Our society and economy is at the verge of an era where dealing with large amounts of structured data plays an increasingly important role. Such data can be obtained from climate, pollution or traffic sensors in a city, it can comprise customer demand of an online travel agency or crowd-sourced spatial data such as collected by the OpenStreetMaps community. Integrating, analysing and using such data can result in completely new insights, applications as well as products and services. For example, we will be able to re-route traffic, if we detect traffic patterns causing increased air pollution in certain weather conditions. Travel companies can suggest background information on events, historic sights or attractions for certain travel destinations. Governments and public administrations can come closer to citizens and leverage their creative potential by opening up governmental data. In this track we aim to explore the scientific and technological challenges and innovative approaches for managing big data and large amounts of small data. 

The range of topics of interest includes, but is not limited to:
  •  Management of big data and large amounts of small data
  •  Real-time and high-performance stream data processing
  •  Crowdsourcing approaches for big data
  •  Large-scale dataset analytics
  •  Business intelligence involving big and open data
  •  Visualization, browsing and exploration
  •  Provenance tracing and data quality assessment
  •  Large-scale syndication and replication
  •  Appraisal, archiving and preservation
  •  Big (meta-)data cataloging
  •  Application of existing algorithms and approaches to big data (e.g. NLP, machine learning, data integration)
  •  Data mining and sentiment analysis
  •  Application scenarios of big data: enterprise data, smarter cities, governmental data, scientific data, climate, earth observation, bio-diversity

Special Track: Cognition and Semantic Web

During the early years Semantic Web research focused on the vision of a Web composed of machine readable and understandable data and, thus, on formal knowledge representation languages and reasoning services that support ontology engineering. Similarly to the trend  observed for the classical Web some years ago, the attention is recently changing towards a more user-centric vision of the Semantic Web. Essentially, data stored on the Web is from and for humans. Therefore, cognitive aspects emerge as an essential ingredient for future work on knowledge acquisition, representation, retrieval, integration, and interaction. This track focuses on interdisciplinary approaches towards cognitively plausible methods, mechanisms, principles, and constraints that influence (or are influenced by) the Semantic Web of the future. In particular, this track invites contribution that relate cognitively inspired approaches to classical challenges of the Semantic Web. In this context, we are not only interested in the influence of cognitive science on the Semantic Web, but also, reversely, the potential influence of the Semantic Web for cognitive science research. Furthermore, we also invite research and applications from those areas of science that would mostly benefit from a tighter integration of cognitive science methods with semantic technologies, e.g, the digital humanities, geographic information science, bioinformatics, and so forth.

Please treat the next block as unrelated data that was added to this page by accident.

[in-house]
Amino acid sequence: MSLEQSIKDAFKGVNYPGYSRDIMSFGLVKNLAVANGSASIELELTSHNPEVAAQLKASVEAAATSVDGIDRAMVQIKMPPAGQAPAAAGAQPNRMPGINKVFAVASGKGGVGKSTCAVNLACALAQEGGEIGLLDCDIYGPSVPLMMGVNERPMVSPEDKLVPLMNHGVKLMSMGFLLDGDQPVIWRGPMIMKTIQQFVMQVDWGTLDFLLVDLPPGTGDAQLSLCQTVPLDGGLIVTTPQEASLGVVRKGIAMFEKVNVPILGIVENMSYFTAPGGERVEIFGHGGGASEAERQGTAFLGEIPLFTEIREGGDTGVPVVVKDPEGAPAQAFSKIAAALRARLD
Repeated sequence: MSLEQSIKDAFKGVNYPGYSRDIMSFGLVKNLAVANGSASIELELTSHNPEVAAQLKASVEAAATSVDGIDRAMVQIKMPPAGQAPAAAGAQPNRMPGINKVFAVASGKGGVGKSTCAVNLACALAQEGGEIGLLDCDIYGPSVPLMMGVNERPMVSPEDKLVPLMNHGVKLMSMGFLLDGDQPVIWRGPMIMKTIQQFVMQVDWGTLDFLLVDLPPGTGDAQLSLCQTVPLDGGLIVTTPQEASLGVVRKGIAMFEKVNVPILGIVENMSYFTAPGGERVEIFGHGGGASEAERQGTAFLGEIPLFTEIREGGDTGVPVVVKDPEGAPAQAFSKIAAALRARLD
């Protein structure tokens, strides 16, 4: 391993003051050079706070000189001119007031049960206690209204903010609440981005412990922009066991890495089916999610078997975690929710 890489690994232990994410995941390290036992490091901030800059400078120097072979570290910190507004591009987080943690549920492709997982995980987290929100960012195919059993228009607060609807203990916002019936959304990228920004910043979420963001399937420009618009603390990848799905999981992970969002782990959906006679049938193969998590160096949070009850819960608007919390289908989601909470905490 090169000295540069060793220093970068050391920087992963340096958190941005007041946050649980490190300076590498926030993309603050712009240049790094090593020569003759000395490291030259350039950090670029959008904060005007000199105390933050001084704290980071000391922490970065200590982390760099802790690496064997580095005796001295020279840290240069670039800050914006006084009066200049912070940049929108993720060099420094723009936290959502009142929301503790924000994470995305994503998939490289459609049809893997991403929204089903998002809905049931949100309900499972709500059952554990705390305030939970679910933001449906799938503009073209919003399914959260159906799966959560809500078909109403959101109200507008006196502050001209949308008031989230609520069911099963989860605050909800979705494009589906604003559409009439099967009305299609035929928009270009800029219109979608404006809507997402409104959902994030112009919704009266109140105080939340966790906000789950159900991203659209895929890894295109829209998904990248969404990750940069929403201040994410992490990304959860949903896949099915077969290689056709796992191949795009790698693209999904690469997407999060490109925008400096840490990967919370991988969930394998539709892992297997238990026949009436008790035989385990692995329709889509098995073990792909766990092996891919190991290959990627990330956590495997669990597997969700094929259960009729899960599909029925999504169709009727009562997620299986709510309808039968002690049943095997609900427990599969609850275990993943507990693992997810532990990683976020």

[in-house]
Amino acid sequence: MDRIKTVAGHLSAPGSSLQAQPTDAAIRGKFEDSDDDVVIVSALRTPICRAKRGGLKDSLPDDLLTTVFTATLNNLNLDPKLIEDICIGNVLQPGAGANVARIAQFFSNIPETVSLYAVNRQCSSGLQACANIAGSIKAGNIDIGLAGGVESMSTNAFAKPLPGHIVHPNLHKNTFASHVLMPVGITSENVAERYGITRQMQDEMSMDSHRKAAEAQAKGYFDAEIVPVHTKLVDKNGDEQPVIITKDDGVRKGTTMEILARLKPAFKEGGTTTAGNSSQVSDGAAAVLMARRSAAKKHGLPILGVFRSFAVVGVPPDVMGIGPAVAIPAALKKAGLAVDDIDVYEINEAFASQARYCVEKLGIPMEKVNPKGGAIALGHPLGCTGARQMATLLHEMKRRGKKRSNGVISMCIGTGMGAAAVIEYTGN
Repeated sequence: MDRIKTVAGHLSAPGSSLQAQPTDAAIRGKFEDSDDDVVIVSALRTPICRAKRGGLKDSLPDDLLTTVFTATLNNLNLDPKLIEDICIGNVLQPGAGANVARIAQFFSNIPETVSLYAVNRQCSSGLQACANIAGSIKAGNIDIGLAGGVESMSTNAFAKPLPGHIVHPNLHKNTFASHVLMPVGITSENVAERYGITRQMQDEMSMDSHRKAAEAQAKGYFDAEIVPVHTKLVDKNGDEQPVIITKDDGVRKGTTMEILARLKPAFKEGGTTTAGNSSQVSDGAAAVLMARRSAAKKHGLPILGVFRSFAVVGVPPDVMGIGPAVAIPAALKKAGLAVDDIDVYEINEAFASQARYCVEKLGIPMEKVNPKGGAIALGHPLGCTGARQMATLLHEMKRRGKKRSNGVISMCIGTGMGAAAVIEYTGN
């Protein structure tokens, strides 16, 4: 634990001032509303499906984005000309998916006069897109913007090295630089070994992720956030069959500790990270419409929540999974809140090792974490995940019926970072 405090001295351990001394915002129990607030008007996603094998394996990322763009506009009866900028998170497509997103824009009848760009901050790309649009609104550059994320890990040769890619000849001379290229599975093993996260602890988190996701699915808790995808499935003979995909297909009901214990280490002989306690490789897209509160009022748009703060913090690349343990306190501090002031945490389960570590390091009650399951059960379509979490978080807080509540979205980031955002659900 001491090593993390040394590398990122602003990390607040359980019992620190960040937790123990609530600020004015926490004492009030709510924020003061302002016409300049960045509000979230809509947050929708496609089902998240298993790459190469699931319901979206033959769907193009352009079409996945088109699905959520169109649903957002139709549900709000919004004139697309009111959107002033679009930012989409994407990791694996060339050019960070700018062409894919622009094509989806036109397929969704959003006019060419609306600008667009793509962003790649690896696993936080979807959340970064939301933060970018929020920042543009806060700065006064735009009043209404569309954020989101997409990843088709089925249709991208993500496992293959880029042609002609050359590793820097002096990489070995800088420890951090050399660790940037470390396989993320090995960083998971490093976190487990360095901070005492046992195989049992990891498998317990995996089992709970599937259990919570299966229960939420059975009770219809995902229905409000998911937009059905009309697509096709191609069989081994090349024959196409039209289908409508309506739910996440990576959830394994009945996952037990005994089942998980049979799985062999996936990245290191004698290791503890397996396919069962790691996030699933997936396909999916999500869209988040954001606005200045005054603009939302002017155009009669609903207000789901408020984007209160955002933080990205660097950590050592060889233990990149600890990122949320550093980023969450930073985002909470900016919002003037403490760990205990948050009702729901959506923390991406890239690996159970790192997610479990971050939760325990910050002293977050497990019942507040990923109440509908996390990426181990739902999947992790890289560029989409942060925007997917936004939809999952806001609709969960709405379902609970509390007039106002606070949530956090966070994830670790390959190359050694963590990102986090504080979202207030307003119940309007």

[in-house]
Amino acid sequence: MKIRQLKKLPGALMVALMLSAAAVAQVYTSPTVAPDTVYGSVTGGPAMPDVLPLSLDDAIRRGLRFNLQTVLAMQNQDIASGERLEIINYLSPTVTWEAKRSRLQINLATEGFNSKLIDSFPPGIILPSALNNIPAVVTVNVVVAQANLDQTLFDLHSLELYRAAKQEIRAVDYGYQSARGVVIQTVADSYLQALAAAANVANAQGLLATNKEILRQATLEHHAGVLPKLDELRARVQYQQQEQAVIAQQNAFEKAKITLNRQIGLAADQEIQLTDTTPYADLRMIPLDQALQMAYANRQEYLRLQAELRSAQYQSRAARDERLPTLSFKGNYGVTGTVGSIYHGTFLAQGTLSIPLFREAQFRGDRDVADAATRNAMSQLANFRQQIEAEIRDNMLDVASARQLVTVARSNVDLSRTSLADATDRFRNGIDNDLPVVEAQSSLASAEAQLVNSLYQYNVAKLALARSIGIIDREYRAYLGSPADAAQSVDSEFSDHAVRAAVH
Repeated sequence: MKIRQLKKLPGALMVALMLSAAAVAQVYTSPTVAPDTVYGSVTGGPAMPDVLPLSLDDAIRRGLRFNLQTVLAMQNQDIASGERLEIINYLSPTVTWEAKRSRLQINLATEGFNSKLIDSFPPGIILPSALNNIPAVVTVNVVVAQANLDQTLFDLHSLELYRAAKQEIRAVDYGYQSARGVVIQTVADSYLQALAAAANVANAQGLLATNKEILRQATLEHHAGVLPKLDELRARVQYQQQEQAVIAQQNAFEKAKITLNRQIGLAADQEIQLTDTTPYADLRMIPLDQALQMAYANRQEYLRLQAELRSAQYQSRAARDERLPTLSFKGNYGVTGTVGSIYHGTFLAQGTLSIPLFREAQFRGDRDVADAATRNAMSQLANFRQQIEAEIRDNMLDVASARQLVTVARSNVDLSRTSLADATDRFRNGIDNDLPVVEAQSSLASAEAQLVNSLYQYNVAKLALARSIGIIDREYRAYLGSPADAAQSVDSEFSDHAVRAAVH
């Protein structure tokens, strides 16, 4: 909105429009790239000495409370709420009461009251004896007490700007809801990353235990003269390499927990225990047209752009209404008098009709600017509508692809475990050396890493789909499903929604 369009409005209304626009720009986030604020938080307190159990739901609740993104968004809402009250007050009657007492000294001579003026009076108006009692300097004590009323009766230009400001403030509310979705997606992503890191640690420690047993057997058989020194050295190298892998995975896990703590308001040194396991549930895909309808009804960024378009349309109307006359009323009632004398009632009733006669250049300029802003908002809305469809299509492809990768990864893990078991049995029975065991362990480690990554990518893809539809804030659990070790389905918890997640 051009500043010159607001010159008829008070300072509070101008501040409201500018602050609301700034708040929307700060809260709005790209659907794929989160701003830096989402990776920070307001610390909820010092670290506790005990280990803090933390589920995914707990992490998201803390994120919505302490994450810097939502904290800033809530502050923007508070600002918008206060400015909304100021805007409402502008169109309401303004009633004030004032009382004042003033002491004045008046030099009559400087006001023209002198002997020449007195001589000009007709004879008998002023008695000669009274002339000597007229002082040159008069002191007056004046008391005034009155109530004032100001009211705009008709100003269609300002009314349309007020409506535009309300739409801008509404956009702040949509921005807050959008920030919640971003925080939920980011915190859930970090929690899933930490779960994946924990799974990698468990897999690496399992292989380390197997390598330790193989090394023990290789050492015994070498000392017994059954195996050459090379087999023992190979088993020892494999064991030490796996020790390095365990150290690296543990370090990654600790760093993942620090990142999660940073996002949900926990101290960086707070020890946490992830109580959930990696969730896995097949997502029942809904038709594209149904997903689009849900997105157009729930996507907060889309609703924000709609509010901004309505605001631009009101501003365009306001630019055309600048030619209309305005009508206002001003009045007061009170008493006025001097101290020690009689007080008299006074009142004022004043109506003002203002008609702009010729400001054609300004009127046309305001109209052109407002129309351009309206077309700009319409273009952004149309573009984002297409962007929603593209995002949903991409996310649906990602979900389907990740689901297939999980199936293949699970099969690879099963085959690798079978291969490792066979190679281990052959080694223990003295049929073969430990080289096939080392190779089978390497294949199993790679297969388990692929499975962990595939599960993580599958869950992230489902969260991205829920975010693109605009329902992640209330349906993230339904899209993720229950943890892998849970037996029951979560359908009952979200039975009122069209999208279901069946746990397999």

Topics of interests include but are not limited to the following:

  •  Analogy and analogical learning
  •  Semantic similarity
  •  Theories of categorization, e.g., prototypes
  •  Exploratory search and information seeking in Linked Data
  •  Dialog systems
  •  Approximate reasoning
  •  Semantic heterogeneity and context
  •  Cognitive constraints
  •  Symbol grounding
  •  Semantic interoperability
  •  Cultural aspects of categorization
  •  Emerging semantics
  •  Change and ontology evolution
  •  Knowledge Patterns and pattern recognition
  •  New user interaction paradigms and interfaces
  •  Common-sense reasoning
  •  Personalization
  •  Inductive and Abductive Reasoning
  •  Semantic translation, mapping, and alignment
  •  Spatial cognition
  •  Conceptual spaces
  •  Human competencies on the Semantic Web
  •  Heuristics based on human knowledge representation
  •  Cognitive strategies for interfaces and reasoners
  •  Consequences of task-switching, priming, and stopping-rules